Skip to main page content
Access keys NCBI Homepage MyNCBI Homepage Main Content Main Navigation
, 7, 121
eCollection

Terra Incognita-Cerebellar Contributions to Neuropsychiatric and Cognitive Dysfunction in Behavioral Variant Frontotemporal Dementia

Affiliations

Terra Incognita-Cerebellar Contributions to Neuropsychiatric and Cognitive Dysfunction in Behavioral Variant Frontotemporal Dementia

Rachel H Tan et al. Front Aging Neurosci.

Abstract

Although converging evidence has positioned the human cerebellum as an important relay for intact cognitive and neuropsychiatric processing, changes in this large structure remain mostly overlooked in behavioral variant frontotemporal dementia (bvFTD), a disease which is characterized by cognitive and neuropsychiatric deficits. The present study assessed whether degeneration in specific cerebellar subregions associate with indices of cognition and neuropsychiatric performance in bvFTD. Our results demonstrate a relationship between cognitive and neuropsychiatric decline across various domains of memory, language, emotion, executive, visuospatial function, and motivation and the degree of gray matter degeneration in cerebellar lobules V-VII. Most notably, bilateral cerebellar lobule VII and the posterior vermis emerged as distinct for memory processes, the right cerebellar hemisphere underpinned emotion, and the posterior vermis was highlighted in language dysfunction in bvFTD. Based on cortico-cerebellar connectivity maps, these findings in the cerebellum are consistent with the neural connections with the cortices involved in these domains in patients with bvFTD. Overall, the present study underscores the significance of cortical-cerebellar networks associated with cognition and neuropsychiatric dysfunction in bvFTD.

Keywords: behavioral variant frontotemporal dementia; cerebellum; cognition; neural correlates; neuropsychiatric processes.

Figures

Figure 1
Figure 1
Voxel-based morphometry analyses showing cerebellar regions in which gray matter intensity correlates significantly with memory, language, executive, emotion, visuospatial task performance, and motivation measures across all participant groups. Colored voxels show regions that were significant in the analyses for p < 0.01 uncorrected and a cluster threshold of 20 contiguous voxels. All clusters reported t > 3.5. Clusters are overlaid on the MNI standard brain with a mask for lobule VII (crus 1, 2, and VIIb) shown in blue and a mask for the vermis shown in light blue. L, Left Hemisphere; R, Right Hemisphere.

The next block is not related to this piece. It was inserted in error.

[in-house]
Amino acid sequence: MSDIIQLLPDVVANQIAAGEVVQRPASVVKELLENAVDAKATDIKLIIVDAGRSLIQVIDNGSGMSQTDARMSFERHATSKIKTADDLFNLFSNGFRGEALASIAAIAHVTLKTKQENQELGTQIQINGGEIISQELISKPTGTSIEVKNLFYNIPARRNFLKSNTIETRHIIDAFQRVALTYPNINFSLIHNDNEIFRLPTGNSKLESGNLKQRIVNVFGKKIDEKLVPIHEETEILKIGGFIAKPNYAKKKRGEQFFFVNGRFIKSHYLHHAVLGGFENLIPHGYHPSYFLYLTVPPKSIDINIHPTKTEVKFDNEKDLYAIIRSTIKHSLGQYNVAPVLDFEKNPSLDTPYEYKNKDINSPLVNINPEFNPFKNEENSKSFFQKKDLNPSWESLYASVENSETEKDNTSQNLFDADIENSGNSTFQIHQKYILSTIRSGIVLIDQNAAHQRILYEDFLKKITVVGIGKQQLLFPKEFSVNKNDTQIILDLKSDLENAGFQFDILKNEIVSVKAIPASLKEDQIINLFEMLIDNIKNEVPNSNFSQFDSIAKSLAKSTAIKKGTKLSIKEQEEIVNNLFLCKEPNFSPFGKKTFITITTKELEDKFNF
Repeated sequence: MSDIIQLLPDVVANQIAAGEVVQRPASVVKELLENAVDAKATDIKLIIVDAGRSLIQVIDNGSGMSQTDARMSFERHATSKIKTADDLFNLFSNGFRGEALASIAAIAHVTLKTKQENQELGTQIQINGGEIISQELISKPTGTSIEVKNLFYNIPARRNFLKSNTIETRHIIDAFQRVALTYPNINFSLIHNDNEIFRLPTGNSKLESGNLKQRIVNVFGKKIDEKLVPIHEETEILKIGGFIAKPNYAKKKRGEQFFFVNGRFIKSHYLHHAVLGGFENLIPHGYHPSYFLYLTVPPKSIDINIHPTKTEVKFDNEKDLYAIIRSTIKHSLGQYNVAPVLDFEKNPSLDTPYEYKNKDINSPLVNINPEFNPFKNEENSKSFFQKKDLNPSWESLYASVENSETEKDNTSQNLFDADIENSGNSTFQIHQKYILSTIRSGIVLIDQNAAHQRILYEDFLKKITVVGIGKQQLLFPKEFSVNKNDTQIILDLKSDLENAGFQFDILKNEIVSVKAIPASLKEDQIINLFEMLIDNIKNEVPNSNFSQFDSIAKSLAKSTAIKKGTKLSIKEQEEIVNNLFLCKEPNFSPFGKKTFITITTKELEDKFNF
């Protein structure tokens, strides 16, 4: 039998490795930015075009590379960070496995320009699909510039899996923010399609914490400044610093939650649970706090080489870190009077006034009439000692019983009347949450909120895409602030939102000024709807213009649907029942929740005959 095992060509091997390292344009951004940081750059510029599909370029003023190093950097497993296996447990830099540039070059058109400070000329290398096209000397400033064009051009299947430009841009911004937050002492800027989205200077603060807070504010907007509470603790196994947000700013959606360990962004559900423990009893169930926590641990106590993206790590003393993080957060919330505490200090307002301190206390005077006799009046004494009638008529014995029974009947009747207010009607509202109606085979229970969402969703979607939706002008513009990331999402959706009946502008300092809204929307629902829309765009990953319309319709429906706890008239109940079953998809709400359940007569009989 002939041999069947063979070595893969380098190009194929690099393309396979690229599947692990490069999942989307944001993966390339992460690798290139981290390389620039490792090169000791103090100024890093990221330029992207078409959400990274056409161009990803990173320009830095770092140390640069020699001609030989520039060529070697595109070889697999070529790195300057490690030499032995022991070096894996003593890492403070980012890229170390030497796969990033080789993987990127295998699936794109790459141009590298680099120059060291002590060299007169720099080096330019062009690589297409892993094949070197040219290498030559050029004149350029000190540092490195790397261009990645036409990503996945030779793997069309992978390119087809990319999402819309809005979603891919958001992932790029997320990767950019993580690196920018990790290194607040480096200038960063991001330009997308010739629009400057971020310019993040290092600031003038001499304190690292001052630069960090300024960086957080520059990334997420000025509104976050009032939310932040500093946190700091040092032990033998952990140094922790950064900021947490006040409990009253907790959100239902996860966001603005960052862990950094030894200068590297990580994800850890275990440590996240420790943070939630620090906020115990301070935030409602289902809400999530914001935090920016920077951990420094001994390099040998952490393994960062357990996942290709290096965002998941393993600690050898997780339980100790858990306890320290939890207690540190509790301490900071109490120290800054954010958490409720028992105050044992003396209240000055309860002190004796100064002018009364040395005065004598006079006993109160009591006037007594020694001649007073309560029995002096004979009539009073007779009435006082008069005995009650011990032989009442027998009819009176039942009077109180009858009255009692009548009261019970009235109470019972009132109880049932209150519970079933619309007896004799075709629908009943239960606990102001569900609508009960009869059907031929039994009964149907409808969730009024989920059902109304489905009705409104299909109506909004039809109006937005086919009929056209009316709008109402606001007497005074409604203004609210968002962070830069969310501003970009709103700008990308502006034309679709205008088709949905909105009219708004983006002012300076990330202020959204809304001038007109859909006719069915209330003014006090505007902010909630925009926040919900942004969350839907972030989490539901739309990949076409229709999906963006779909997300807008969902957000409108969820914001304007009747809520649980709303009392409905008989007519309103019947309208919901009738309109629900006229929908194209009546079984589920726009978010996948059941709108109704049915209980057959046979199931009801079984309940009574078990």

Figure 2
Figure 2
Voxel-based morphometry analyses showing overlapping regions of cerebellar gray matter atrophy for memory, language, emotion, executive, and visuospatial performances across all participants. Colored voxels show regions that were significant in the analyses for p < 0.01 uncorrected and a cluster threshold of 20 contiguous voxels. All clusters reported t > 3.5. Clusters are overlaid on the MNI standard brain with a mask for lobule VII (crus 1, 2, and VIIb) shown in blue and a mask for the vermis shown in light blue. L, Left Hemisphere; R, Right Hemisphere.
Figure 3
Figure 3
Voxel-based morphometry analyses showing exclusive regions of cerebellar gray matter correlates for memory, language, emotion, executive, and visuospatial performances across all participants. Colored voxels show regions that were significant in the analyses for p < 0.01 uncorrected and a cluster threshold of 20 contiguous voxels. All clusters reported t > 3.5. Clusters are overlaid on the MNI standard brain with a mask for lobule VII (crus 1, 2, and VIIb) shown in blue and a mask for the vermis shown in light blue. L, Left Hemisphere; R, Right Hemisphere.

Similar articles

See all similar articles

Cited by 3 PubMed Central articles

References

    1. Andersson J. L. R., Jenkinson M., Smith S. (2007a). Non-linear optimisation FMRIB Technial Report TR07JA1. Oxford: FMRIB Centre.
    1. Bak T. H., Hodges J. R. (2001). Motor neurone disease, dementia and aphasia: coincidence, co-occurrence or continuum? J. Neurol. 248, 260–270. 10.1007/s004150170199 - DOI - PubMed
    1. Baumann O., Mattingley J. B. (2012). Functional topography of primary emotion processing in the human cerebellum. Neuroimage 61, 805–811. 10.1016/j.neuroimage.2012.03.044 - DOI - PubMed
    1. Bertoux M., Volle E., De Souza L. C., Funkiewiez A., Dubois B., Habert M. O. (2014). Neural correlates of the mini-SEA (social cognition and emotional assessment) in behavioral variant frontotemporal dementia. Brain Imaging Behav. 8, 1–6. 10.1007/s11682-013-9261-0 - DOI - PubMed
    1. Brooks B. R., Miller R. G., Swash M., Munsat T. L. (2000). El Escorial revisited: revised criteria for the diagnosis of amyotrophic lateral sclerosis. Amyotroph. Lateral Scler. Other Motor Neuron Disord. 1, 293–299. 10.1080/146608200300079536 - DOI - PubMed

LinkOut - more resources

Feedback